Presentation on theme: "Shoulder Syndromes VOMA September 2011 P. Gunnar Brolinson, DO, FAOASM, FACOFP, FAAFP Head Team Physician, Virginia Tech Chief of Sports Medicine Edward."— Presentation transcript:
Shoulder Syndromes VOMA September 2011 P. Gunnar Brolinson, DO, FAOASM, FACOFP, FAAFP Head Team Physician, Virginia Tech Chief of Sports Medicine Edward Via Virginia College of Osteopathic Medicine Director Primary Care Sports Medicine Fellowship
Objectives Review anatomy of the shoulder complex Review motions of the shoulder complex Describe the functional biomechanical evaluation of the shoulder Understand and be able to perform an evaluation of shoulder using various functional and special tests Review some common shoulder problems
Introduction Shoulder injury is very common in the active patient population. It is a complex joint and presents unique challenges to diagnosis and subsequent treatment.
Introduction Shoulder Pain is the third most common MS complaint in primary care offices –Second to knee pain for referrals to ortho/sports medicine physicians Incidence 25/1000 patients –Peak incidence in year olds 8-13% of athletic injuries involve the shoulder
Introduction The shoulder complex is a loosely constructed highly mobile complex of bones, muscles and ligaments. It is designed for increased mobility to the upper extremity with only sufficient stability to provide a proper foundation for muscular function which is vital for the performance of sports or activities of daily living (ADL)
Introduction Effective diagnosis and treatment of the shoulder requires a mastering of the relationship of structure and function of this complicated joint.
Anatomy It is composed of 3 joints (sternoclavicular, acromioclavicular and glenohumeral) and one articulation (scapulothoracic). All four work together in a synchronous rhythm for full range dynamic motion.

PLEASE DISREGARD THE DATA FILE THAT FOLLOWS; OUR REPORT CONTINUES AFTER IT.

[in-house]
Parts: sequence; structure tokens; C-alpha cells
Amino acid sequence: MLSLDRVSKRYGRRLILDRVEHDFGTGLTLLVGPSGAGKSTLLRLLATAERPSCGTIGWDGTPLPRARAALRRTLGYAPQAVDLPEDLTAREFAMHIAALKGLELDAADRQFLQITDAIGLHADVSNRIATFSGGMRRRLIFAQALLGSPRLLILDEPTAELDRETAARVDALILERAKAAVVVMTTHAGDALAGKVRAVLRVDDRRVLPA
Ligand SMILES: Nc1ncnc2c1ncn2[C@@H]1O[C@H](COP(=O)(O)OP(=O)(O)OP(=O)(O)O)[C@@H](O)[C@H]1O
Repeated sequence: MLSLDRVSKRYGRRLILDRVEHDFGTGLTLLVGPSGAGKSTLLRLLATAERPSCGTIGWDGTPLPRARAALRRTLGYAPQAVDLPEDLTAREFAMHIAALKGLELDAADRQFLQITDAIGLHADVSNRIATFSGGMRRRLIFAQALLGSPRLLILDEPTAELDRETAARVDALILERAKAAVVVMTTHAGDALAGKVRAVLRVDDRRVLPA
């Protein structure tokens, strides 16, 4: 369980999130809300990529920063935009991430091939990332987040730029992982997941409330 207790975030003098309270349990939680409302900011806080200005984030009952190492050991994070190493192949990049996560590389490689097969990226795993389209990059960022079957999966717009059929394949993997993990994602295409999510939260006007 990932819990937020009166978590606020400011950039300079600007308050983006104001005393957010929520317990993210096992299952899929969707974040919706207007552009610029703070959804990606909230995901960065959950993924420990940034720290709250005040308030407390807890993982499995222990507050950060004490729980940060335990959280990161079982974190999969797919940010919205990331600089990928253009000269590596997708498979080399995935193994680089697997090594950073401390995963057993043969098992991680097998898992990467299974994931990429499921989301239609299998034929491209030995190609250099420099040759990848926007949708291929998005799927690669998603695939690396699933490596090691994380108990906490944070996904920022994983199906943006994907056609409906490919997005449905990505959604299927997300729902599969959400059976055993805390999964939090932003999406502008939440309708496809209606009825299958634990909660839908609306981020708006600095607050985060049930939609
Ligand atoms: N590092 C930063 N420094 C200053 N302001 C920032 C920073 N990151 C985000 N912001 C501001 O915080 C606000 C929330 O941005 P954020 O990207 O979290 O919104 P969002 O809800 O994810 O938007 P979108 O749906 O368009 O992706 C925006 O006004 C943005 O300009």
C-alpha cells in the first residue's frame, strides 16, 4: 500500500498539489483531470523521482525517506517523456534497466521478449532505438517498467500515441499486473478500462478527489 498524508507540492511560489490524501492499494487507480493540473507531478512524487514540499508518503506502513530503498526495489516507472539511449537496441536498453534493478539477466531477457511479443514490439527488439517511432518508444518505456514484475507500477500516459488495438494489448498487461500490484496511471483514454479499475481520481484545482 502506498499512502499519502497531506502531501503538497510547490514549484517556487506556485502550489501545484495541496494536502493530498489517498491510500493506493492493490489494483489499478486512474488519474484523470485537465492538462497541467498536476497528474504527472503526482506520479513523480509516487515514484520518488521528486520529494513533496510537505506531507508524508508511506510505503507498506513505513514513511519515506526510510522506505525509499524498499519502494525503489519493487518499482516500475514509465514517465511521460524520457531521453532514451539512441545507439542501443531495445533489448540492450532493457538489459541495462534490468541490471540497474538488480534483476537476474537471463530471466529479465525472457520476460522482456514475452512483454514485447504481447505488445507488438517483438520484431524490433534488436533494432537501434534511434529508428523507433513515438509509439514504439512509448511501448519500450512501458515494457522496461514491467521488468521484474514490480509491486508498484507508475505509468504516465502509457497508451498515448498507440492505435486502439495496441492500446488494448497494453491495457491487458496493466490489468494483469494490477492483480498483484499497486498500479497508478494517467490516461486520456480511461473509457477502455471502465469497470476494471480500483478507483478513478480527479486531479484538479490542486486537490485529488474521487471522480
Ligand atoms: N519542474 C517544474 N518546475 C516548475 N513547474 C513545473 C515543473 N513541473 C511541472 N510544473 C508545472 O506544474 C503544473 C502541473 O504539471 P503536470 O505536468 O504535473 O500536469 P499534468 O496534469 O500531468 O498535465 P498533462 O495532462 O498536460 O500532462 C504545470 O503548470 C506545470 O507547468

Anatomy…SC Joint The sternoclavicular joint (SCJ) enables the humerus to achieve 180 degrees of Abduction. It is a saddle shaped joint made up of the medial end of the clavicle, the manubrium sternum and the cartilage of the 1st rib. There is an articular disc separating the surfaces which adds strength to the joint.
Anatomy…AC Joint A plane synovial joint that augments the range of motion (ROM) in the humerus. It is made up of the acromiom process of the scapula and the lateral edge of the clavicle.
Anatomy…AC Joint It is surrounded by a fibrous capsule and an articular disc separates the surfaces. Primary strength is supplied by the acromioclavicular and coracoclavicular ligaments – trapezoid ligament –conoid ligaments
Type I 17% Type II 43% Type III 40% Type III found in up to 80% of RC tears Compared with 3% in Type I
AC Joint/Subacromial Articulation Impingement –Greater tubercle –Acromion –Coracoacromial ligaments –Supraspinatus tendon Between 48-72% of shoulder pain in PCP office is subacromial impingement
Anatomy…GH Joint A multi-axial ball and socket joint surrounded by a capsule. Most of the support is provided by the rotator cuff muscles.
Anatomy of GH Joint The glenoid labrum is a ring of fibrocartilage that surrounds and deepens the glenoid fossa which increases the available contact area by approximately 70%.
Functional Anatomy…GH Joint The relaxed position of the humerus has it placed in the upper portion of the glenoid cavity. Contraction of the rotator cuff muscles pulls the humerus down into the lower/wider portion of the glenoid cavity. Without the dropping down, full Abduction is impossible.